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1.  Sperm competitiveness in frogs: slow and steady wins the race 
When sperm compete to fertilize available ova, selection is expected to favour ejaculate traits that contribute to a male's fertilization success. While there is much evidence to show that selection favours increased numbers of sperm, only a handful of empirical studies have examined how variation in sperm form and function contributes to competitive fertilization success. Here, we examine selection acting on sperm form and function in the externally fertilizing myobatrachid frog, Crinia georgiana. Using in vitro fertilization techniques and controlling for variation in the number of sperm contributed by males in competitive situations, we show that males with a greater proportion of motile sperm, and motile sperm with slower swimming velocities, have an advantage when competing for fertilizations. Sperm morphology and the degree of genetic similarity between putative sires and the female had no influence on competitive fertilization success. These unusual patterns of selection might explain why frog sperm typically exhibit relatively slow swimming speeds and sustained longevity.
doi:10.1098/rspb.2009.1334
PMCID: PMC2825793  PMID: 19710059
sperm competition; polyandry; genetic compatibility; sperm velocity; sperm length; frogs
2.  Sperm competition and the evolution of gamete morphology in frogs. 
Despite detailed knowledge of the ultrastructure of spermatozoa, there is a paucity of information on the selective pressures that influence sperm form and function. Theoretical models for both internal and external fertilizers predict that sperm competition could favour the evolution of longer sperm. Empirical tests of the external-fertilization model have been restricted to just one group, the fishes, and these tests have proved equivocal. We investigated how sperm competition affects sperm morphology in externally fertilizing myobatrachid frogs. We also examined selection acting on egg size, and covariation between sperm and egg morphology. Species were ranked according to probability of group spawning and hence risk of sperm competition. Body size, testis size and oviposition environment may also influence gamete traits and were included in our analyses. After controlling for phylogenetic relationships between the species examined, we found that an increased risk of sperm competition was associated with increased sperm head and tail lengths. Path analysis showed that sperm competition had its greatest direct effect on sperm tail length, as might be expected under selection resulting from competitive fertilization. Sperm competition did not influence egg size. Oviposition location had a strong influence on egg size and a weak influence on sperm length, with terrestrial spawners having larger gametes than aquatic spawners. Our analysis revealed significant correlated evolution between egg morphology and sperm morphology. These data provide a conclusive demonstration that sperm competition selects for increased sperm length in frogs, and evidence for evolutionary covariance between aspects of male and female gamete morphology.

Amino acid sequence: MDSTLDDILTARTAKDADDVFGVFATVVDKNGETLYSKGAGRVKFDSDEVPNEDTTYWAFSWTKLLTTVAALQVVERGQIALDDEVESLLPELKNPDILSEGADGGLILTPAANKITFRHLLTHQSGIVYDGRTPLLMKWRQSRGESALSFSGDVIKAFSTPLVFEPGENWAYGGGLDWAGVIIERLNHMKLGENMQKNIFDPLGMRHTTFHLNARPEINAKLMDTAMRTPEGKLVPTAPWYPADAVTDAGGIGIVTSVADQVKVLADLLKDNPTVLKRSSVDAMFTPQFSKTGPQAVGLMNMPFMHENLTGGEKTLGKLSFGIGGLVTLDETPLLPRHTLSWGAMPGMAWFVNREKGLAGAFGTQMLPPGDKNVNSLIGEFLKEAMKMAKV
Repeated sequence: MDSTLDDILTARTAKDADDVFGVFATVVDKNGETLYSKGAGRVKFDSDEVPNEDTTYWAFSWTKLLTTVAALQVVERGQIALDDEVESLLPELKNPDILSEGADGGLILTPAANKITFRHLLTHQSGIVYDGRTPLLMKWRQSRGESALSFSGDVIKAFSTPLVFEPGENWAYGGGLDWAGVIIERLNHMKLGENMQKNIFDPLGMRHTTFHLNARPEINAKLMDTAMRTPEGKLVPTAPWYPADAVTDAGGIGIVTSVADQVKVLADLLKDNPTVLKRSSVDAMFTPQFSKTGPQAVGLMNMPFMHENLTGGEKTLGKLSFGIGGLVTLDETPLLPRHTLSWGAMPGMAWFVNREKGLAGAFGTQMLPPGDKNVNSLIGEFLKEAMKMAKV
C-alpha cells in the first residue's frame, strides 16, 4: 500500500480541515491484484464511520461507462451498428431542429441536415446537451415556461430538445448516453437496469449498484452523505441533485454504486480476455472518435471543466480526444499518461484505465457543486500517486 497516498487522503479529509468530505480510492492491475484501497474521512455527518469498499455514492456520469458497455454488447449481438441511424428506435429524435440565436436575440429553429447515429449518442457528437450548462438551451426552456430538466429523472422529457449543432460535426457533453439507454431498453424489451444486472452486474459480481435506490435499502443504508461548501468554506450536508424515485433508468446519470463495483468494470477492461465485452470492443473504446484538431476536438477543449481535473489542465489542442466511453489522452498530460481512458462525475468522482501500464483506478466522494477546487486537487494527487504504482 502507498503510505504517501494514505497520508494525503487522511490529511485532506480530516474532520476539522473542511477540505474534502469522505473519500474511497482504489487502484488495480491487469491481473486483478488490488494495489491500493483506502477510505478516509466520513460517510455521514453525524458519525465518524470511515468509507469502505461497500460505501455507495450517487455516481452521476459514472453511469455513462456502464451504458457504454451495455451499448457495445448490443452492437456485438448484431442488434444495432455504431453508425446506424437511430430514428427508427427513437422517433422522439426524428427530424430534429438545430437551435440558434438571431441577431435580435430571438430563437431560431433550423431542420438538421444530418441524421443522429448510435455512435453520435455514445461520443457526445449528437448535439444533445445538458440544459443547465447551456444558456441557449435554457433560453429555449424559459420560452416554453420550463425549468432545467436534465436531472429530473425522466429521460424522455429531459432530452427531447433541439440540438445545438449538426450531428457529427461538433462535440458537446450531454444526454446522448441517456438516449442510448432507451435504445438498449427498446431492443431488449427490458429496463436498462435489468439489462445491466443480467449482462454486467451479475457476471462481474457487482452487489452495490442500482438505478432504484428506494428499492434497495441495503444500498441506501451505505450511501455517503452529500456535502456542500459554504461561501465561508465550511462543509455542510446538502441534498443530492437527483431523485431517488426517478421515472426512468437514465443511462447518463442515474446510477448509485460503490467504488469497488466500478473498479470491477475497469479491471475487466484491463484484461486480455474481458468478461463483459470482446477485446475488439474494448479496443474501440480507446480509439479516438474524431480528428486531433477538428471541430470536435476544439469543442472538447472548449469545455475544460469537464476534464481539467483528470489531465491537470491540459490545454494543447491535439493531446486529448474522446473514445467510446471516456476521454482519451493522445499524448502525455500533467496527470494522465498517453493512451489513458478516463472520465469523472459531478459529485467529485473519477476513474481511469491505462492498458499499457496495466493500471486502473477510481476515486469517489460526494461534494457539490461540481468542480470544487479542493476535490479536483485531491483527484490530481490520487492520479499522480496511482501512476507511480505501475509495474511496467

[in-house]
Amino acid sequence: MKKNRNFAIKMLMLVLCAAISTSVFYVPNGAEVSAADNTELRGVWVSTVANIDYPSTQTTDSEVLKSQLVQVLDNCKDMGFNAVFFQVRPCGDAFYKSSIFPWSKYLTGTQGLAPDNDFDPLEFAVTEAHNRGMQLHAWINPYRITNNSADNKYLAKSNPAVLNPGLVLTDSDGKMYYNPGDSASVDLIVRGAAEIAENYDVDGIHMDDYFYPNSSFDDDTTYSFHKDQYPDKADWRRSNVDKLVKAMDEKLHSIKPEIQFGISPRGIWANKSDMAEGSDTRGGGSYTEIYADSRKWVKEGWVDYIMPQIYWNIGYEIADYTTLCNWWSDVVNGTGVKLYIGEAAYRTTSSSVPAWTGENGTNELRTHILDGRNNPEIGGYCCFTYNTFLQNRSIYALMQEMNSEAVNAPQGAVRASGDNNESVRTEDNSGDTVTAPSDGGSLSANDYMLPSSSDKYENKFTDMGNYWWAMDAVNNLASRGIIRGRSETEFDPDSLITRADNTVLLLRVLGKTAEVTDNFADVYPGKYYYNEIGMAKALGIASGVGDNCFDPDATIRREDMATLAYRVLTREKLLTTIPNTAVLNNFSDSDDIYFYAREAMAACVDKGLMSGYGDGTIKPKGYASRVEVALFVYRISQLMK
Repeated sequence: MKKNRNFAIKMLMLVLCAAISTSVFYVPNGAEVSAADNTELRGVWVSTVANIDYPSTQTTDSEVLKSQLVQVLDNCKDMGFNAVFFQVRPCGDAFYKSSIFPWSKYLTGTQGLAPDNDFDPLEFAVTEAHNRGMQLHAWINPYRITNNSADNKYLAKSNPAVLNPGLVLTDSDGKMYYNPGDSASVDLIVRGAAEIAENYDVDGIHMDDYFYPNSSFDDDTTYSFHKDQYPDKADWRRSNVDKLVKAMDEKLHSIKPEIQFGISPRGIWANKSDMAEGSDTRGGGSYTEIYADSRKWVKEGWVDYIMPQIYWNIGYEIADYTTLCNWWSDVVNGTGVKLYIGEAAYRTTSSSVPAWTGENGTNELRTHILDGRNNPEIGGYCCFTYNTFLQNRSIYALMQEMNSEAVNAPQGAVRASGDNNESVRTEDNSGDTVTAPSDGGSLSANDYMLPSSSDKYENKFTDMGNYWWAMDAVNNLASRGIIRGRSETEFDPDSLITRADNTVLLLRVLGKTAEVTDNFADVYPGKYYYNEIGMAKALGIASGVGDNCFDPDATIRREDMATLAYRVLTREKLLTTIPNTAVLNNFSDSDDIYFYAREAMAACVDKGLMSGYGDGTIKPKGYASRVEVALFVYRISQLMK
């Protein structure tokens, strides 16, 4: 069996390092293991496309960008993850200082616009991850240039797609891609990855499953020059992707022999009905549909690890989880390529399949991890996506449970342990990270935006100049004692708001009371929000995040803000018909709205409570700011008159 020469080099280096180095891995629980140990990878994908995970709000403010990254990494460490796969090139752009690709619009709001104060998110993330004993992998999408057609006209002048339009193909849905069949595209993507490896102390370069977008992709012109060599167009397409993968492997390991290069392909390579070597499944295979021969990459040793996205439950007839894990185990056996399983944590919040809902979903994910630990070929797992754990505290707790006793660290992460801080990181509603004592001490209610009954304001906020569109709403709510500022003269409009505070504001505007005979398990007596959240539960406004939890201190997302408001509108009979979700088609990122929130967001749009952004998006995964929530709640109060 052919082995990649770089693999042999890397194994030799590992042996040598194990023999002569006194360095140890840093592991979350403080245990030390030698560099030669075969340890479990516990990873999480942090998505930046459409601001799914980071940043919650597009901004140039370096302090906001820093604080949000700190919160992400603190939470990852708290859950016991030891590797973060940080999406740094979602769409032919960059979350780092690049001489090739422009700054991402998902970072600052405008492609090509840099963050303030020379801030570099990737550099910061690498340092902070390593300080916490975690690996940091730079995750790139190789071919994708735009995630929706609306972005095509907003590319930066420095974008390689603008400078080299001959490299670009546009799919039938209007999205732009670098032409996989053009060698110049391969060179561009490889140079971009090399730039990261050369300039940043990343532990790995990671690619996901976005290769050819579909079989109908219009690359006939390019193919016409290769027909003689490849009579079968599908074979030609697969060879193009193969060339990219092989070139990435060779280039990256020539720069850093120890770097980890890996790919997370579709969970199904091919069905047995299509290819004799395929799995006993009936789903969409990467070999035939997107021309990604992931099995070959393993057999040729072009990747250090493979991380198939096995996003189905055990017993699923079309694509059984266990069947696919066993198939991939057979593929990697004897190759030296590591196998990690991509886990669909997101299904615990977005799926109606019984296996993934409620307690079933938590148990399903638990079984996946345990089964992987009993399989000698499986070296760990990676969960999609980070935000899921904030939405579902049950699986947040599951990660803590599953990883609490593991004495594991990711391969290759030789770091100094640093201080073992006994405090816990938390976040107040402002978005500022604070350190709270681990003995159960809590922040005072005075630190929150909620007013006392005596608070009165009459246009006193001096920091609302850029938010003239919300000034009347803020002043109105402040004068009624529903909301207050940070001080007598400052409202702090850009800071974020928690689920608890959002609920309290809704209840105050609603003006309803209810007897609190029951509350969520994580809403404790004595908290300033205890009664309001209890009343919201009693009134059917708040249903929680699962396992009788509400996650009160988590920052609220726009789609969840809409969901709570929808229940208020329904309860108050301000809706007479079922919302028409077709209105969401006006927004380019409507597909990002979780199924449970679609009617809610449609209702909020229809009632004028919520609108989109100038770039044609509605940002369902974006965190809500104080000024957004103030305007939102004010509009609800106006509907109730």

doi:10.1098/rspb.2003.2433
PMCID: PMC1691467  PMID: 14561298
3.  Simultaneous mating with multiple males reduces fertilization success in the myobatrachid frog Crinia georgiana 
Approximately 50% of matings in the frog Crinia georgiana involve two or more males. We report reduced fertilization success as a major cost of mating with multiple males. For single-male matings, fertilization success was consistently high averaging 96%. Only 68% of eggs were fertilized when females were amplexed by two males and this dropped to 64% when females were amplexed by three to five males. Multiple regression analysis revealed the reduction in fertilization success was significantly related to the number of amplectant males but not to clutch size or three measures of water quality (depth, temperature and oxygen concentration) at the site of oviposition. The most likely cause of reduced fertilization success is struggles amongst males which interfere with effective sperm transfer.
doi:10.1098/rspb.1999.0695
PMCID: PMC1689823

Results 1-3 (3)